The movie is about, according to IMDB.com, “a cover-up that spanned four U.S. Presidents [and] pushed the country's first female newspaper publisher and a hard-driving editor to join an unprecedented battle between the press and the government.”
The film traces the Washington Post’s reporting on the “Pentagon Papers,” which were officially titled, “United States – Vietnam Relations, 1945–1967: A Study Prepared by the Department of Defense.” The study, which was conducted in secret without informing President Lyndon Johnson, was commissioned in 1967 by then-Defense Secretary Robert McNamara. The papers noted that the Johnson administration had systematically lied to the American people about its involvement in Vietnam.
Initially, the papers were released by Daniel Ellsberg, who had worked on the study; the existence of the papers was first reported in 1971 by The New York Times during the Nixon administration. The Times was threatened with legal action by the government and Ellsberg was charged with conspiracy, espionage, and theft of government property (charges that were later dismissed).
Soon after the Times report, the Post was given a copy of the Pentagon Papers by Ellsberg, who approached reporter Ben Bagdikian. He then brought the information to Post editor Ben Bradlee (played by Hanks in the film “The Post”). He subsequently informed the Post’s publisher, Kay Graham (played by Streep), and in short order, the decision was made to begin publishing a series of articles detailing the papers.
Assistant U.S. Attorney General William Rehnquist — later U.S. Supreme Court chief justice — asked the Post to cease publication, but the paper’s management refused. Rehnquist then asked a federal court to block the paper from publishing any additional materials taken from the papers but the court refused; the government appealed the case all the way to the U.S. Supreme Court, which ruled 6-3 on June 30, 1971, against the government and for the Post (and a dozen or so other papers that had begun publishing portions of the Pentagon Papers).
At the time the information contained in the Pentagon Papers was truly explosive. The country was still fighting the Vietnam War, tens of thousands of U.S. service personnel had already been killed, and it grew deeply unpopular the longer it went on. Throw into that mix the late 1960s-early 1970s social upheaval on college campuses against the old traditional order, and the discovery that the government had lied the entire time about its involvement in Southeast Asia was devastating to the country.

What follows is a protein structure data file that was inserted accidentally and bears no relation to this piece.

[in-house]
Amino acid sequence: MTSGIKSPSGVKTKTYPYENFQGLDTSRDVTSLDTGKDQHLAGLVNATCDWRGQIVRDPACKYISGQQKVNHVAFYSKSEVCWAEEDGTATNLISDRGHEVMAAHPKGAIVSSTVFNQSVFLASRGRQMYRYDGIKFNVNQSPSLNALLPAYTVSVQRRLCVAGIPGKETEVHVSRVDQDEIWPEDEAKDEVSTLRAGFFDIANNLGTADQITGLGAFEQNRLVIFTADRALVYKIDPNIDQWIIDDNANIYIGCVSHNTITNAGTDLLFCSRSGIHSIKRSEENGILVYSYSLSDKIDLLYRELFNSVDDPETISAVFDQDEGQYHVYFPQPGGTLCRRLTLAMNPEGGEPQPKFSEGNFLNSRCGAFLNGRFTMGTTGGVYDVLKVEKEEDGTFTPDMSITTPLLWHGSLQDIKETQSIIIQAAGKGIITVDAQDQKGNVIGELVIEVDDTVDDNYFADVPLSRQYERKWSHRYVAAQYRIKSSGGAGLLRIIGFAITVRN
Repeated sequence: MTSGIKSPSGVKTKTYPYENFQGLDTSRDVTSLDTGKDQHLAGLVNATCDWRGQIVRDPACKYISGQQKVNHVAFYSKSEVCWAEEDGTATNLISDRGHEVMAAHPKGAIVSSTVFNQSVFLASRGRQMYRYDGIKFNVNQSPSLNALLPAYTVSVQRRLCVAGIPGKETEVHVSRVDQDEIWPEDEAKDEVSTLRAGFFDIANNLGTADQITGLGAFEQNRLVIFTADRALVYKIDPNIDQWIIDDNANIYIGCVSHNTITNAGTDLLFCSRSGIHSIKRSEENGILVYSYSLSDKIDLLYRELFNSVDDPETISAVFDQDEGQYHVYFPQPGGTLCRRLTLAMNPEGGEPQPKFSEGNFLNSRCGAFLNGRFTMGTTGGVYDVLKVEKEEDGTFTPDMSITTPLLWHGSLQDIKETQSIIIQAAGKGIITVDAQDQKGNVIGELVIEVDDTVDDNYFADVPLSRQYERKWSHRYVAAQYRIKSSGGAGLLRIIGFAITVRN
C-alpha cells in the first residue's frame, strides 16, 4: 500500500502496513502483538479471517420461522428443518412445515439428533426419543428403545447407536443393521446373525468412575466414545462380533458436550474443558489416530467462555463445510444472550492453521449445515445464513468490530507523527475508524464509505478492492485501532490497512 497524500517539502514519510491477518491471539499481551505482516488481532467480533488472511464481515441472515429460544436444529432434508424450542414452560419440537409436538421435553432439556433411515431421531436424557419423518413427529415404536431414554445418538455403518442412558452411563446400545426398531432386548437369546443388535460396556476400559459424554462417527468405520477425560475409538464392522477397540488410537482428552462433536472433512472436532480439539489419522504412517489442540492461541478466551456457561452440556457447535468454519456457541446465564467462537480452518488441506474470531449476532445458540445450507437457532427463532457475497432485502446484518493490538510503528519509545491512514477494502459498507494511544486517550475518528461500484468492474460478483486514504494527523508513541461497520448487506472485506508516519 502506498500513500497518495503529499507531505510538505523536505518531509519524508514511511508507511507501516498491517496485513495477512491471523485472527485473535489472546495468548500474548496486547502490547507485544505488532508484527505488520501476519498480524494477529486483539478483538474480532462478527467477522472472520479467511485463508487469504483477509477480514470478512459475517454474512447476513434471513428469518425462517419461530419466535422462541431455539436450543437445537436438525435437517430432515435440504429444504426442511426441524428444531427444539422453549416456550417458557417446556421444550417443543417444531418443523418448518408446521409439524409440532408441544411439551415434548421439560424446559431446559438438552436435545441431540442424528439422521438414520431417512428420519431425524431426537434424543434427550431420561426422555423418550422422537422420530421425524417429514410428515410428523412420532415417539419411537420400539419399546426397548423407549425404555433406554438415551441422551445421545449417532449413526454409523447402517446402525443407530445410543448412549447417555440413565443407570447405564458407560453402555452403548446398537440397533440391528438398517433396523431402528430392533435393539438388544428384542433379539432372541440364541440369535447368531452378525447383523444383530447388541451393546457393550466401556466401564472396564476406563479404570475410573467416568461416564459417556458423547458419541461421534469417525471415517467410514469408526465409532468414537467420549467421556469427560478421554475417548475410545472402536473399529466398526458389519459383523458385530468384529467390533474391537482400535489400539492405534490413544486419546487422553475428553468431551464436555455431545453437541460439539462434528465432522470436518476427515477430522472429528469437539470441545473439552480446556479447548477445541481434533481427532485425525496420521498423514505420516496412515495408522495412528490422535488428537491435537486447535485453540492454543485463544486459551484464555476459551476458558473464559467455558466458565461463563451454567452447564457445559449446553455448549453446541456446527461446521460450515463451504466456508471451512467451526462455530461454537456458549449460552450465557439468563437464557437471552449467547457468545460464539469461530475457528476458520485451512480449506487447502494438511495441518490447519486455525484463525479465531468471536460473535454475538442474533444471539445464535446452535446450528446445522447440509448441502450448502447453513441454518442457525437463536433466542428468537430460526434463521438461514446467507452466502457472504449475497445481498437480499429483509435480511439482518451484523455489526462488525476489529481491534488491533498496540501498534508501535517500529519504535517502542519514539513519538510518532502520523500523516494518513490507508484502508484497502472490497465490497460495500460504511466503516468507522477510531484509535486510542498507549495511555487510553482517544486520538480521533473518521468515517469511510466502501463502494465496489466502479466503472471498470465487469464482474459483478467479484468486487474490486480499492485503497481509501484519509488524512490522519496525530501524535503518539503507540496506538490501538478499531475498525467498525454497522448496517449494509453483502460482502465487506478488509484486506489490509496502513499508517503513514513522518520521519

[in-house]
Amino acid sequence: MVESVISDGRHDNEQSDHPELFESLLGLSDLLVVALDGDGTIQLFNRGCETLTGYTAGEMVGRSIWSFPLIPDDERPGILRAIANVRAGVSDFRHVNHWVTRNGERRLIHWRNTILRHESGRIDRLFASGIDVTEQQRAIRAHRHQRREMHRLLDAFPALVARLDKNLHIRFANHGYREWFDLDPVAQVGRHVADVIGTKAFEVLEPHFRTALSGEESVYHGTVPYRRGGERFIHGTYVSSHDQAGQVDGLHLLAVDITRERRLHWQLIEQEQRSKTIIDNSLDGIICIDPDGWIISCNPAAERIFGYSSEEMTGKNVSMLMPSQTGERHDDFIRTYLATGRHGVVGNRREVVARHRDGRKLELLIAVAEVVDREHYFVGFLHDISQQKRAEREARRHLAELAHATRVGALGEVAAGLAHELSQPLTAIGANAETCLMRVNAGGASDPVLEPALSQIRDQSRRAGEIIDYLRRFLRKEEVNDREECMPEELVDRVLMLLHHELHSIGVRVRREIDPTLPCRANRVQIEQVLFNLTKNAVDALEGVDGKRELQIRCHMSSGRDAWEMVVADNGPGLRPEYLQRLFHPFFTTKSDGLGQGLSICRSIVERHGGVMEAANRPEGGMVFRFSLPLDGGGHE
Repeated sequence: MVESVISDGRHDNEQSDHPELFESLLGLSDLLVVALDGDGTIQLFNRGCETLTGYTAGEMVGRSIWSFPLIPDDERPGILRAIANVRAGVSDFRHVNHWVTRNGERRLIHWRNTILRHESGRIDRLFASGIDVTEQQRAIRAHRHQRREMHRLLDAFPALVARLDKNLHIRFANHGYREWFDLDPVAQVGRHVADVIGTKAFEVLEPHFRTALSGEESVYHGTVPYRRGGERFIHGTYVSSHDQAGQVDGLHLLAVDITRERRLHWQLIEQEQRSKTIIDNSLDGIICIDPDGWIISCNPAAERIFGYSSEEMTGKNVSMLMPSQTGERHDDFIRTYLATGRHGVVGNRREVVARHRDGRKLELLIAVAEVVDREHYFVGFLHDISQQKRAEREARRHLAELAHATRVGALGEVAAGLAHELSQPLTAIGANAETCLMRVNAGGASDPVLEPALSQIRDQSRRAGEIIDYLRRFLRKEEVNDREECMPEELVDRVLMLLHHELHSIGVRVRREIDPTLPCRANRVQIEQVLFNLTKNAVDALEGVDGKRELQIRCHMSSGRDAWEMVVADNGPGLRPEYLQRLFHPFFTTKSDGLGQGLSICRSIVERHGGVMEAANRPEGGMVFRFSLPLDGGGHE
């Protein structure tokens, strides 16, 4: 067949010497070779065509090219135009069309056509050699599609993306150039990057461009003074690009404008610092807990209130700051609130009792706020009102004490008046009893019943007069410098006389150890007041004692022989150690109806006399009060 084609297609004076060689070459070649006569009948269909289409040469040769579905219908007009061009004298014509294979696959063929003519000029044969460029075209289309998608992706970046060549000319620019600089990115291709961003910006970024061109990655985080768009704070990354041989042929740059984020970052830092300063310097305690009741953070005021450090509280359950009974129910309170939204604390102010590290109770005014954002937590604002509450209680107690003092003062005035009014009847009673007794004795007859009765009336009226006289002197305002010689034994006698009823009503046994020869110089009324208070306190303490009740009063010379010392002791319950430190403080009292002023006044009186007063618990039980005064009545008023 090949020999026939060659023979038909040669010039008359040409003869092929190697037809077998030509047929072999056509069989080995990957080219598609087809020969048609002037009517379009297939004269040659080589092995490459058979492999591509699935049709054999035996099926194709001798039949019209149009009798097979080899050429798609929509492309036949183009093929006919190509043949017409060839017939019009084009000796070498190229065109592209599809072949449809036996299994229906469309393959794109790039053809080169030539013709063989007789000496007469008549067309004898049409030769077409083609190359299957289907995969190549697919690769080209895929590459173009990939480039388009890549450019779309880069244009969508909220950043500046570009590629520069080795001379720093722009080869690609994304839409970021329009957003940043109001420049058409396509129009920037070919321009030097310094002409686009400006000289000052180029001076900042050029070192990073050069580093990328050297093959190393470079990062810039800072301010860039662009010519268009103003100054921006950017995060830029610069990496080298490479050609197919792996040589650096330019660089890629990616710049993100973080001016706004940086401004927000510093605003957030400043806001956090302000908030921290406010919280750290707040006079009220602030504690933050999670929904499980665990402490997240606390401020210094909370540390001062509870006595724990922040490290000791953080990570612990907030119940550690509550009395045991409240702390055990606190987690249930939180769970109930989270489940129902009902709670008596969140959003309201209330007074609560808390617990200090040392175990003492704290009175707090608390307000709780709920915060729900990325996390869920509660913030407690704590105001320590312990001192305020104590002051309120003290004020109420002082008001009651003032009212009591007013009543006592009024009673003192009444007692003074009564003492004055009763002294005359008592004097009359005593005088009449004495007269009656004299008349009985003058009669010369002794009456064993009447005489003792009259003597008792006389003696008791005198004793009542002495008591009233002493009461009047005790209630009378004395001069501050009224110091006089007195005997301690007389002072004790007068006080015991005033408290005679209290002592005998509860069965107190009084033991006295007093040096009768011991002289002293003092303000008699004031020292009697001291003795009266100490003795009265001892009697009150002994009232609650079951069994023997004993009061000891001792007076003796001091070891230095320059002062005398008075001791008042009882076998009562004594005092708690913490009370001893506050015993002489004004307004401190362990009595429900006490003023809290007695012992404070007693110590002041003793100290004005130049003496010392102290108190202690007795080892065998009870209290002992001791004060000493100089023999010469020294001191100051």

And yet, journalists back then correctly decided that the American people had the right know they had been duped by their government.
Today, however, some of the same media outlets are siding with Democrats against the release of a report that promises to be equally damaging to the American psyche: The so-called FISA Memo, which purports to show Obama-era abuse of the Foreign Intelligence Surveillance Court in order to manipulate judges with a bogus “Trump dossier” in order to secure a warrant so Hillary Clinton-aligned operatives within FBI and DOJ could spy on the Trump campaign.
Yesterday’s quest for government transparency from the Times, the Post and other legacy media outlets has transformed into partisan attacks and calls for outright secrecy because the “wrong” political party is about to get implicated.
Just to show you the difference between today’s Democrats and Democrats of the time the Pentagon Papers were making headlines, former U.S. Sen. Mike Gravel, D-Alaska, the lawmaker who introduced the Pentagon Papers to the public by entering them into the official Congressional Record, said Republicans will demonstrate “the height of cowardice” if they refuse to release the FISA memo.
My, how times have changed. If the Times, the Post, and a few other legacy media outlets were all that existed today, as was the case in 1971, Americans would never discover how badly they’ve been lied to — again — by their government. This is another reason to celebrate the independent media.
J.D. Heyes is also editor-in-chief of The National Sentinel.